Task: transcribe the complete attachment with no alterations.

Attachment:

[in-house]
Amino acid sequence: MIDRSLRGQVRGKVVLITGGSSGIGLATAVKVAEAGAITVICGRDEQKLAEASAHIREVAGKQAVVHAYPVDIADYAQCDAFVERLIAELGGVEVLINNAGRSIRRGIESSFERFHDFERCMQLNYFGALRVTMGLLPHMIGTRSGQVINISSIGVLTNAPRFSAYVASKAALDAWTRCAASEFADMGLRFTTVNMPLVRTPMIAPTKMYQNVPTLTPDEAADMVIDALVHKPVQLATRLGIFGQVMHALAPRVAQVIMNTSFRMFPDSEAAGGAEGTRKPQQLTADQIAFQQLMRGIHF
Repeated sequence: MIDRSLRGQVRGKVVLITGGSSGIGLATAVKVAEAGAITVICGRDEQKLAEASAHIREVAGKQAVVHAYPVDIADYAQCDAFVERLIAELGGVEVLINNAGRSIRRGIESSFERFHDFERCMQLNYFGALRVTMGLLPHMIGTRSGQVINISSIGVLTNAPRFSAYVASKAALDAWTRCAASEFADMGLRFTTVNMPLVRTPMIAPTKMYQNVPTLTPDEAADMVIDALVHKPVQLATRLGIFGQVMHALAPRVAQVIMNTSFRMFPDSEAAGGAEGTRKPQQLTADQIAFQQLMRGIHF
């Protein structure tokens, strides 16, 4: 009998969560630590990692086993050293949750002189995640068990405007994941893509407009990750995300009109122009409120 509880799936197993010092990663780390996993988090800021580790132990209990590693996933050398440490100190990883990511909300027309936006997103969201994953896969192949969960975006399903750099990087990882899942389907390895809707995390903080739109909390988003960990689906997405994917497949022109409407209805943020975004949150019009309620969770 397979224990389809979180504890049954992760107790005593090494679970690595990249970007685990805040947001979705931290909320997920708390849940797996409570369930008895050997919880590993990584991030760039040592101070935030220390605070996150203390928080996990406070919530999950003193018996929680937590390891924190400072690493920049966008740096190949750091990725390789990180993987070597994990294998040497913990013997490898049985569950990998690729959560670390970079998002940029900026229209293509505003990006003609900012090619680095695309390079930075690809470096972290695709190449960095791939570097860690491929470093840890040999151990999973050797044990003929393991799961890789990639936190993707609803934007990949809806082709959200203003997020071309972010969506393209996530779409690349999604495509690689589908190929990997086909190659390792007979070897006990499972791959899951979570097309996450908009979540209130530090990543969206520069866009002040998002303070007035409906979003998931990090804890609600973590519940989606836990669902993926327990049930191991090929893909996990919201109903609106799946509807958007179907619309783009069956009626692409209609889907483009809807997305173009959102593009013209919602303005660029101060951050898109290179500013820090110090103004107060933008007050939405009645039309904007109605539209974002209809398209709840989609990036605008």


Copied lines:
[in-house]
Amino acid sequence: MIDRSLRGQVRGKVVLITGGSSGIGLATAVKVAEAGAITVICGRDEQKLAEASAHIREVAGKQAVVHAYPVDIADYAQCDAFVERLIAELGGVEVLINNAGRSIRRGIESSFERFHDFERCMQLNYFGALRVTMGLLPHMIGTRSGQVINISSIGVLTNAPRFSAYVASKAALDAWTRCAASEFADMGLRFTTVNMPLVRTPMIAPTKMYQNVPTLTPDEAADMVIDALVHKPVQLATRLGIFGQVMHALAPRVAQVIMNTSFRMFPDSEAAGGAEGTRKPQQLTADQIAFQQLMRGIHF
Repeated sequence: MIDRSLRGQVRGKVVLITGGSSGIGLATAVKVAEAGAITVICGRDEQKLAEASAHIREVAGKQAVVHAYPVDIADYAQCDAFVERLIAELGGVEVLINNAGRSIRRGIESSFERFHDFERCMQLNYFGALRVTMGLLPHMIGTRSGQVINISSIGVLTNAPRFSAYVASKAALDAWTRCAASEFADMGLRFTTVNMPLVRTPMIAPTKMYQNVPTLTPDEAADMVIDALVHKPVQLATRLGIFGQVMHALAPRVAQVIMNTSFRMFPDSEAAGGAEGTRKPQQLTADQIAFQQLMRGIHF
């Protein structure tokens, strides 16, 4: 009998969560630590990692086993050293949750002189995640068990405007994941893509407009990750995300009109122009409120 509880799936197993010092990663780390996993988090800021580790132990209990590693996933050398440490100190990883990511909300027309936006997103969201994953896969192949969960975006399903750099990087990882899942389907390895809707995390903080739109909390988003960990689906997405994917497949022109409407209805943020975004949150019009309620969770 397979224990389809979180504890049954992760107790005593090494679970690595990249970007685990805040947001979705931290909320997920708390849940797996409570369930008895050997919880590993990584991030760039040592101070935030220390605070996150203390928080996990406070919530999950003193018996929680937590390891924190400072690493920049966008740096190949750091990725390789990180993987070597994990294998040497913990013997490898049985569950990998690729959560670390970079998002940029900026229209293509505003990006003609900012090619680095695309390079930075690809470096972290695709190449960095791939570097860690491929470093840890040999151990999973050797044990003929393991799961890789990639936190993707609803934007990949809806082709959200203003997020071309972010969506393209996530779409690349999604495509690689589908190929990997086909190659390792007979070897006990499972791959899951979570097309996450908009979540209130530090990543969206520069866009002040998002303070007035409906979003998931990090804890609600973590519940989606836990669902993926327990049930191991090929893909996990919201109903609106799946509807958007179907619309783009069956009626692409209609889907483009809807997305173009959102593009013209919602303005660029101060951050898109290179500013820090110090103004107060933008007050939405009645039309904007109605539209974002209809398209709840989609990036605008």